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Two trailblazing trans women have been elected to the National Congress of Brazil

Duda Salabert and Erika Hilton will take their seats in the Chamber of Deputies, where Bolsonaro supporters make up the largest bloc

Erika Hilton
Erika Hilton, at the São Paulo City Hall, in November 2020.NELSON ALMEIDA (AFP)

On Sunday, Duda Salabert left her home in Belo Horizonte – the capital of the Brazilian state of Minas Gerais – and went to vote wearing a bulletproof vest. A few hours later, she was elected as the congresswoman for her district by a landslide.

In São Paulo, Erika Hilton experienced something similar. Together, they are the first trans women in Brazilian history to be elected as federal deputies. They will face a hostile environment: after the general elections last weekend, the National Congress is more socially conservative than ever.

While Salabert and Hilton are pioneers at the federal level, they are not new to politics. After spending much of their lives as activists, they have been popular city councilors for the past two years. In addition to having been a municipal politician, Salabert was also a Portuguese teacher at one of the best schools in Belo Horizonte. She was dismissed from her job last year, she claims, because of parental pressure and constant verbal threats. Despite this, however, her career in politics has gone beyond the fight against transphobia.

Salabert – who uses her social media platforms to talk about politics and share vegan food recipes – has put the environment at the front-and-center of her platform. When she was elected councilor, she promised to plant 37,000 trees – one for each vote received. In the recent federal elections, she boasted of running the first “carbon-free” campaign in history, without using pamphlets, flags or stickers. Her proposals include reducing the use of pesticides and diversifying the economy away from natural resource extraction.

The death threats that Salabert and Hilton consistently receive, though, have nothing to do with their policies. They are attacked online and in-person almost exclusively because they are trans women. Hilton, who is Afro-Brazilian, has also faced racial discrimination, in addition to transphobia.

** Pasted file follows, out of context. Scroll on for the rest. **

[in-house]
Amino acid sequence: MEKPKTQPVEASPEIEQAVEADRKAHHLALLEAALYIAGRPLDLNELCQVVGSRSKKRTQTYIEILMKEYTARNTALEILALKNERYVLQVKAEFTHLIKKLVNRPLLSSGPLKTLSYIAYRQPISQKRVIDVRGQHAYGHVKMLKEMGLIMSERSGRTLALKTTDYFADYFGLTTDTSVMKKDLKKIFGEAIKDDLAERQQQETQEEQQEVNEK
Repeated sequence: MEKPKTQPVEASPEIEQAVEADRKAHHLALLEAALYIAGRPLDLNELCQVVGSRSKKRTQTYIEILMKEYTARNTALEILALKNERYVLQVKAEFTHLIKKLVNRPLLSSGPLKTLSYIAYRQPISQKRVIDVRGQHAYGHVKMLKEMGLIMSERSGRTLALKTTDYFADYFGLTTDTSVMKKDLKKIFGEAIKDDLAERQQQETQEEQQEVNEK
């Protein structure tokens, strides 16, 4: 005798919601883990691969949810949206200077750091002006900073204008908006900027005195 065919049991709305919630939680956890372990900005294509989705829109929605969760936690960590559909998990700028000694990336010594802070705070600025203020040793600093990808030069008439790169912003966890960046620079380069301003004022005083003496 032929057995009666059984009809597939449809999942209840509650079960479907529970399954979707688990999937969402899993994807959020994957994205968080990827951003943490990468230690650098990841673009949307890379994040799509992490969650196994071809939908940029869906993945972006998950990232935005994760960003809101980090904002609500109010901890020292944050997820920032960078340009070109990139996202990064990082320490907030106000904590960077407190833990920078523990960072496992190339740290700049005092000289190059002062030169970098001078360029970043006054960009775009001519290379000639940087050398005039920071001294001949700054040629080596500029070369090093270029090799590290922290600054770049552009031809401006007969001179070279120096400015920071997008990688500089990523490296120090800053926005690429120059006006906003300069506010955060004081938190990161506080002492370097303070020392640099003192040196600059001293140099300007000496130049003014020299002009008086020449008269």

Hilton grew up in a conservative family that expelled her from home for not accepting her gender identity. She was barely 14-years-old when she began to prostitute herself on the streets. Over time, she managed to defy statistics: thanks to the student movement at her university and her push for private companies to respect trans identities, she caught the attention of the left-wing Socialism and Freedom Party. Hilton was invited to become a member.

While her electoral base is the LGBTQ+ niche, in order to reach more voters in the 2022 campaign, Hilton made an effort to underline the fact that the left cannot see the religious voter as a threat – there has to be an understanding of the role that churches play in disadvantaged communities in Brazil. She even participated in events with a progressive evangelical pastor, Henrique Vieira, who was also elected to the Chamber of Deputies.

Both Salabert and Hilton are survivors in a country where LGBTQ+ people are killed at a higher rate than anywhere else in the world. Last year, 140 trans Brazilians were murdered, according to the National Association of Transvestites and Transsexuals. Entering politics in such a difficult context – especially with President Jair Bolsonaro’s virulent anti-trans rhetoric as a backdrop – is almost an odyssey, as explained by the recently released documentary Corpolítica, directed by Pedro Henrique França. The film features Hilton as one of its protagonists.

The rise of Hilton and Salabert goes hand-in-hand with the push for more female representation in the traditionally male National Congress. Along with the election of two Indigenous congresswomen – Sônia Guajajara and Célia Xakriabá – their arrival in the halls of power is seen as a bright spot amid disappointing election results.

The majority of the Brazilian legislative branch is in the hands of the right-wing parties, with a notable rise of the most ultra-conservative deputies, many of them evangelical defenders of the so-called “traditional family.” Several have made threats against LGBTQ+ community.

Three days before being elected, Salabert posted a message for her followers on social media: “I try not to normalize armored cars, bulletproof vests and the simple fact that I can no longer go to the bakery alone. I wonder, for how long? Could it be that there is little left to overcome… or is this just the beginning?”

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